New-spilled blood in the air: many among us
Seeing the priests with their small and arrogant faces:

Seeing the dead boys’ breasts and the idols hung with
Dried shells of the hearts like the husks of cicadas
And their human eyeballs and their painted tongues

Cried out to the Holy Mother of God for it:

Diáz notes that in their earliest meetings that Indians who were oppressed by the Aztecs hated them:

"Montezúma the king’s land! Of our people
"Clear to the sea’s edge was the river corn:
"And they came from the west with their hard eyes and their eagles:

"Once we were short of spears: once were the fords deep:
"Now they take what they will in the whole land:
"They rut in our daughters’ beds: it is evil fortune:

"We have no name of a man now: our ancestors –
"They that planted the orchards: they were Totónacs:
"I that speak this was a free-born man:

"Beware of the land Colúa you that go to it!"

Several epithets identify the Aztecs as a force of evil (perhaps Bush could increase his appeal to intellectuals simply by borrowing epithets from MacLeish’s poem):
“The falsifiers of things seen!/ The defamers of/ Sunlight under the name of our sky!/ and we slew them” and one that seems uniquely MacLeishean, “And they would have destroyed us in that place: the debasers of/ Leaves! of the shape of wild geese on the waters!”

The Tenth Book which begins with the description of a virtual Paradise, and ends with a sacrifice of a young boy by the Aztec priests, the apparent price of maintaining this heathen paradise offers the most convincing argument that the Spaniards saw the Aztec priests as ministers of the Devil. The book begins:

O halcyon! 0 sea-conceiving bird!
The bright surf breaking on thy silver beaches


We were like those that in their lands they say
The steers of the sun went up through the wave-lit orchards
Shaking the water drops and those gold naked

Girls before them at their dripping horns!

Despite their feeling that this is paradise, the Spaniards were unwilling to pay the price for continuing to live here:

And they passed with their cries at dawn and their deep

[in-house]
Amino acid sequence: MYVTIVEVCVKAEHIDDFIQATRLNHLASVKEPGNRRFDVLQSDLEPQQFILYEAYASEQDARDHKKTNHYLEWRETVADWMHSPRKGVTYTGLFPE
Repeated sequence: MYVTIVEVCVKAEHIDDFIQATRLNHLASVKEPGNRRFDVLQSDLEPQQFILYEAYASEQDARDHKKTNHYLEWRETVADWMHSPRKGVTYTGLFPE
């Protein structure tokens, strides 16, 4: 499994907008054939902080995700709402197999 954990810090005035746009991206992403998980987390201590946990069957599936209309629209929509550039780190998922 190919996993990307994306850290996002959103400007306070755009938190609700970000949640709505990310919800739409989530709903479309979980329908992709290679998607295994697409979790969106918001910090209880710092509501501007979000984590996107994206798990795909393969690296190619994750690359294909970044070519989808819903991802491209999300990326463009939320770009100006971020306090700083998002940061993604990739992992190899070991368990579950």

And we saw them go by the stone courts and the cages:
And all clean and with coarse lime and the temple
Steep in the reach of the sky
and the boy was slain!

No matter how hypocritical or greedy the Conquistadors may have been, it is difficult to justify the sacrifices that the Aztecs demanded of the other tribes they had conquered.

Finally, the battle scenes depicted in the poem would be a movie director’s delight. It was a real High Noon where, for those still capable of such illusions, the “good guys defeated the bad guys:”

And they came like dogs with their arms down: and their

Painted and black and with death’s eyes and their breasts
Quilted with cotton and their naked arms:
And the hard hammer of sun on the gold: and their crests like a

Squall of rain across the whitening barley –
We that were mortal and feared death – and the roll of the
Drums like the thud in the ear of a man’s heart and the

Arrows raking us: rattle of metal: the goad
Stuck in the fat of the hand: and we standing there
Taking the sting of it. .
No! we were good soldiers –

And in a later battle:

They fell by scores and they came again by their hundreds:
And the blood of our veins was run in the earth with our victories:
Day after day we fought and we always won!
And we sent them word they were well wealed: and to think of it:

And they came again with their crow’s cry and their feathers:
And they fought us back in the brake: and our bellies sickened:

And we saw soon how our bodies were near death
And how we should take that battle with our lives
And pass them by with our bare bones into Mexico –

No matter what we might personally believe, Diaz seemed convinced that with the Grace of God that the Conquistador’s were able to defeat the forces of evil:

And the plumes sawed in the sun like maize: and we feared them and
Fought blind and with God’s grace we came out of it:
And we lay beyond the mountains for that year.

In many ways Cortes’ victory seems like the kind of victory that only happens in fantasies. Little wonder that he and his men may have felt that they were blessed by God.